The small audience grew as two of the nurses heard him talk at length for the first time since he arrived at the care home. Soon the room filled with residents and more staff as people crept in to hear more.
“I fell in love with the dodgems. Every year when the fair came, I worked for ‘Old Pikey’ the owner of the ride. My job was to knock at neighbouring houses and collect newspapers which were used to clean the ‘cars’. In exchange for a pile of newsprint, I handed them tokens for free rides. My wage was also tokens, but I also got free candy-floss. The candy-floss lady was ‘Old Pikey’s’ wife. My mind is drifting away from the dodgems, just as they skidded across the steel floor. That lady always smelled sweet but her husband smelled of fish,” he grunted at the thought.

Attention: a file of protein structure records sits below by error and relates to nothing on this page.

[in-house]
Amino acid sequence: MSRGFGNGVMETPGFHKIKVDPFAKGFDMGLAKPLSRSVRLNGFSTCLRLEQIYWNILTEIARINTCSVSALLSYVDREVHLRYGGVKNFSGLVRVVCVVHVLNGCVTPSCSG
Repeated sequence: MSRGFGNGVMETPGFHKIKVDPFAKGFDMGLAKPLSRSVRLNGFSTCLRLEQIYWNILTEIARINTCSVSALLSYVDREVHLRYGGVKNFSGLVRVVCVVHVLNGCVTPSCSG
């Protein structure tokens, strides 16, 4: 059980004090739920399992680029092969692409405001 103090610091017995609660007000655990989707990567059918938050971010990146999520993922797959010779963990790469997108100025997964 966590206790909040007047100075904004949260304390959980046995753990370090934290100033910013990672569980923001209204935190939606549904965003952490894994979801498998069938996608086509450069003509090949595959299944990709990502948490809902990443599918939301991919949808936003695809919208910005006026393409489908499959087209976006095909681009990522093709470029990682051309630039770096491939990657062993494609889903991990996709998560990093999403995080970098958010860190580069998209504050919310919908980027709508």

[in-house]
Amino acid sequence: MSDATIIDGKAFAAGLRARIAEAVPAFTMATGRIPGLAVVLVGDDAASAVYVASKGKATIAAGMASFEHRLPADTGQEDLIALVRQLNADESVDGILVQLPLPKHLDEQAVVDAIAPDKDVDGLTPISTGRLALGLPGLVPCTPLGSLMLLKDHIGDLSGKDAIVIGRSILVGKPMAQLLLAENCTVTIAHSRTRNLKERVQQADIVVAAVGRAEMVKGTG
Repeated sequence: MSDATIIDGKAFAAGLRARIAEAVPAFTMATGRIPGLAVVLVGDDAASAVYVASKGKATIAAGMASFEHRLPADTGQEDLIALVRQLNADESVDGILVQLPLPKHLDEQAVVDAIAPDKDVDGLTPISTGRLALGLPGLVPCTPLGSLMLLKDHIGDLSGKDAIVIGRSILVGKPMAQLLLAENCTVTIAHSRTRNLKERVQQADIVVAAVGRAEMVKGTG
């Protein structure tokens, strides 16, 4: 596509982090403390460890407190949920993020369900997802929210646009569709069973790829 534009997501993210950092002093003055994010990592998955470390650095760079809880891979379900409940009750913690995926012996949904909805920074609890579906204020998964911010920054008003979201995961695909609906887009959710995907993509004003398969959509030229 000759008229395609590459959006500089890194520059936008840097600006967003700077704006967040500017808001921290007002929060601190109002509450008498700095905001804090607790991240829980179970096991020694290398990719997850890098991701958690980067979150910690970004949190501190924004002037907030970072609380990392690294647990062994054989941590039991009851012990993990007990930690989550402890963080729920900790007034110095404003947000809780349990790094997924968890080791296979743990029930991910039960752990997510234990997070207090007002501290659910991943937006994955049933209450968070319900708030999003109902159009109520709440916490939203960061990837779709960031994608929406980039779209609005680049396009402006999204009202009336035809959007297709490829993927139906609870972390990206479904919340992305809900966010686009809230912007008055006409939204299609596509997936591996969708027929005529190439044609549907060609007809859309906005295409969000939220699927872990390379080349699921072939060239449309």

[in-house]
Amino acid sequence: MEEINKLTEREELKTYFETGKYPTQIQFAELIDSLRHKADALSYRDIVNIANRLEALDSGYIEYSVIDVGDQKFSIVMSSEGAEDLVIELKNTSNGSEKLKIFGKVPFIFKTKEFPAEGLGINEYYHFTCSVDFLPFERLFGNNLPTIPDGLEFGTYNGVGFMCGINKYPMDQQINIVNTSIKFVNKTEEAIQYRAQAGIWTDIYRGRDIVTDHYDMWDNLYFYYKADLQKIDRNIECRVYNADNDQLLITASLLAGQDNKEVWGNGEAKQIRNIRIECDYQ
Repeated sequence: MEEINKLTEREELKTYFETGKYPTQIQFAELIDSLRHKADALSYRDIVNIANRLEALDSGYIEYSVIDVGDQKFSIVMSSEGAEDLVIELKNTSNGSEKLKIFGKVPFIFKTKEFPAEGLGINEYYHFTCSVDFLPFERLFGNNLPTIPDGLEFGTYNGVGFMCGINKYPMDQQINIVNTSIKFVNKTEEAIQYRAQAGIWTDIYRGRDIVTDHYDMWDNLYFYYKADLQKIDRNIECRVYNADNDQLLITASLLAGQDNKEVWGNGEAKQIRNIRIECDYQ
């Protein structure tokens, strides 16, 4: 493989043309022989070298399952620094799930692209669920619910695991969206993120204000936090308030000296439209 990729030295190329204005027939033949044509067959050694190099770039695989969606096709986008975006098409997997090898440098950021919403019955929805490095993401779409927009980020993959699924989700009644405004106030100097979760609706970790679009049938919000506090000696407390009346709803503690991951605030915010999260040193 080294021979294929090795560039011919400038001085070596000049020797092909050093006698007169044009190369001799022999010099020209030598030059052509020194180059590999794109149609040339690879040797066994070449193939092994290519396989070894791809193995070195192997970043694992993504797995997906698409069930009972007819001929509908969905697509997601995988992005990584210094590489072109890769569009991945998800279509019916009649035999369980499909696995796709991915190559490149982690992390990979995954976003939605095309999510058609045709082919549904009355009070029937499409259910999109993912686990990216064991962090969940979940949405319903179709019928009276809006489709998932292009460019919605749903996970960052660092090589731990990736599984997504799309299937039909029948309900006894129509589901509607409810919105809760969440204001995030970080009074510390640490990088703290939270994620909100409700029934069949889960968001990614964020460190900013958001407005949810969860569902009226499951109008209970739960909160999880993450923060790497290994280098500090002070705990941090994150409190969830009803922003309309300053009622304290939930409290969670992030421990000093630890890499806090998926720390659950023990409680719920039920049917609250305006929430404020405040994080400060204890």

The afternoon’s tea trolley pulled up outside and offered a steaming cup to all inside, the bedroom had filled with intrigued listeners.
“It was then I met your grandmother.”
Paul’s hair was ruffled by shaky fingers, his head now rested on his grandfather’s chest.
“‘Old Pikey’ had a daughter, he kept her away from the ragamuffin customers and workers. I included. We had no idea about her, we didn’t know she existed. One day I was delivering papers, the door to the caravan opened a little, a slender finger signalled me to go near. I crept over, ‘Take me to the bus stop please,’ I heard whispered from behind the door.”
He stopped talking, frozen in time and deep in thought. He shook his head, then slowly and confidently continued his race on the memory circuit.